Here’s to the obsessed, the irreverent, the unknown and undiscovered. When living in an area that churns out professional athletes with Spartan efficiency, it’s easy to get lost in the hype. It’s easy to follow the big names and cover every move of Tahoe’s most talented, which is perfectly fine. They deserve it. But what about the scene out of the spotlight; indifferent to films, medals, and sponsorships, where individuals pursue their passions not for fame or money, but for fun, for fun’s sake?

In this upcoming series, we are launching a celebration of passion by profiling locals who personify this pursuit, and investigating the fire that drives folks to bike beyond the twilight hours, run to the point of puking, balance work and play on a knife’s edge, and fish when it’s so cold the fly line freezes in its guides.



Meet Finn Loper, who likes to fish. Scratch that — has to fish. No one simply likes fishing, it’s an acquired taste that either cultivates fanaticism or complete and utter boredom. In Loper’s case, it is the former, beginning when he hooked into a healthy Truckee River brown trout on a well presented dry fly about three years ago at age 12.

Loper is relatively new to the fly-fishing addiction, which is not surprising considering he’s only 15. A freshman at Truckee High School, his primary hobbies of football and fly-fishing might seem an odd pair, until he mentions one of his favorite parts about fishing: the fight.

“When you catch that fish that actually fights … It takes a while to get it in, and that fight; I think that fight is what gets me, and has always gotten me,” Loper said, adding that he also loves the unknown, box-of-chocolates aspect to fishing. You never know what you’re going to get. “You could get a 30-inch brown today, or you could get skunked, or you could catch 15 tiny rainbows,” he said.

After that first brown trout on the Truckee, Loper did what many outdoor enthusiasts before him have done, and turned his attention straight to gear. While rooting through flies at Mountain Hardware & Sports he noticed a man about to check out with a haul of “like 200” flies. Intrigued, Loper introduced himself and the big spender turned out to be Matt Heron, owner of Matt Heron Fly Fishing guide service, and the Truckee/Western Nevada director of Cast Hope, a Northern California nonprofit organization that seeks to connect kids with the gift of the outdoors through fly-fishing.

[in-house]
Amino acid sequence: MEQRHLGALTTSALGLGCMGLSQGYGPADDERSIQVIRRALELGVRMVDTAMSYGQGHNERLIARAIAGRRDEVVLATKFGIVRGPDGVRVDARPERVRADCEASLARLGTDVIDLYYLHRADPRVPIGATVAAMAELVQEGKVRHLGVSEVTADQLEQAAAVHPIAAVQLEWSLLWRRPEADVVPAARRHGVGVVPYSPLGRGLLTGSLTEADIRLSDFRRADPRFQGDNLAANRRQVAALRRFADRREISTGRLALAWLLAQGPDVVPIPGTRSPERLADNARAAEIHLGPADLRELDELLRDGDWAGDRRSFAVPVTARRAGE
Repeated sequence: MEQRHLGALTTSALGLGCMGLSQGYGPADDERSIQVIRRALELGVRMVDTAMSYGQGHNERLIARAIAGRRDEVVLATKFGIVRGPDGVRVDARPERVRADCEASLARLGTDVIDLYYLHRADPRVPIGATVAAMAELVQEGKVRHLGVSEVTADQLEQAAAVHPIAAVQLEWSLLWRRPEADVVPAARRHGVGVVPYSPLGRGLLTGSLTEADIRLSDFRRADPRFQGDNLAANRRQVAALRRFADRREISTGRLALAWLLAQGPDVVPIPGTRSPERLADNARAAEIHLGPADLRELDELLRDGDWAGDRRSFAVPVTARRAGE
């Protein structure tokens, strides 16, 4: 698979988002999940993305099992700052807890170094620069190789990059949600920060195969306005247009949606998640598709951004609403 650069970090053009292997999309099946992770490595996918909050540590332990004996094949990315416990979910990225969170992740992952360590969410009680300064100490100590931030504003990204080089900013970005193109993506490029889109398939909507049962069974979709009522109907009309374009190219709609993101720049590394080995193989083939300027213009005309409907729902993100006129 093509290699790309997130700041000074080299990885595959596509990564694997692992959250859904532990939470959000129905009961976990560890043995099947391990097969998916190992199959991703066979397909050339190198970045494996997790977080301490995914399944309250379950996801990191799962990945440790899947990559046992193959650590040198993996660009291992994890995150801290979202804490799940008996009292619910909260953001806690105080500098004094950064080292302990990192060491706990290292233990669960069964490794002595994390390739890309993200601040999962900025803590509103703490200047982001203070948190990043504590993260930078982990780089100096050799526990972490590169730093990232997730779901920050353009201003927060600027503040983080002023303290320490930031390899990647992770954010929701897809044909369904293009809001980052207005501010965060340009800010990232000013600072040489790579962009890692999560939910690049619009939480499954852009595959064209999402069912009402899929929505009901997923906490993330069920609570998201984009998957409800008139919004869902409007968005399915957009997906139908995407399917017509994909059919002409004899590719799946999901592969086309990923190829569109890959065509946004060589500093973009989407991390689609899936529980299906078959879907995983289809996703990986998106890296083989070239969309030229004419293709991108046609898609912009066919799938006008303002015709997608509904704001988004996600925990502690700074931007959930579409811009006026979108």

Loper soon joined Heron on a guided trip, and after learning the vital art of nymphing, caught about eight fish that day including a 22-inch brown trout. He was hooked. Now Loper gets out as much as he possibly can — sometimes tagging along on Cast Hope trips to drop a line and help out.
“I met a lot of people on one Cast Hope trip who had literally never touched a fishing rod in their life, and they were catching, like, 20-inch rainbows,” Loper said. The passion for teaching the art of fishing is something Loper gained through Cast Hope, and he says that although his only teaching experience so far is taking inexperienced friends out to the river, he wants to one day be a guide.

Talking with Loper is like listening to an old man with attention deficit disorder rattle off his fishing bucket list — he’s got an endless supply of ideas and plans: becoming a better bass fisherman with a fly rod; using a one-weight to explore the tight creeks around Truckee; perfecting a simple yet elusive minnow pattern with his fly-tying set up; fishing the rivers of Italy, Alaska, Maine, New Zealand, Russia… The list goes on. With a tight school schedule it can be tough for him to make steps toward his fishing goals, but when he has time, he strives to spend it on the river.

When Heron pointed me in Loper’s direction during my search for sports fanatics of every variety, I invited the 15-year-old to go fishing as an introduction to the story, even though it was about 20 degrees outside — 10 with a wind chill. Loper said yes without hesitation. We got skunked. Fingers froze. Snow accumulated on the feet of our wading boots. Ice caked the guides of our fishing rods until they were unable to cast. But Loper, who recently began sporting some neoprene fishing gloves, told me later that “it’s never too cold to fish.”


  • Sage Sauerbrey

    Sage Sauerbrey recently graduated with a journalism degree from Sierra Nevada College, and was rescued from the throes of post-college-what-the-hell-am-I-doing-with-my-life-blues by the good folks at Moonshine Ink. Now he's happily walking the news and sports beatwhile daydreaming about new climbs, lines, and fishing holes.

    Connect with Sage

    M-Tu, Th-Fr 9:30am - 6pm
    10317 Riverside Dr
    Truckee, CA 96161
    Email: sage (at)

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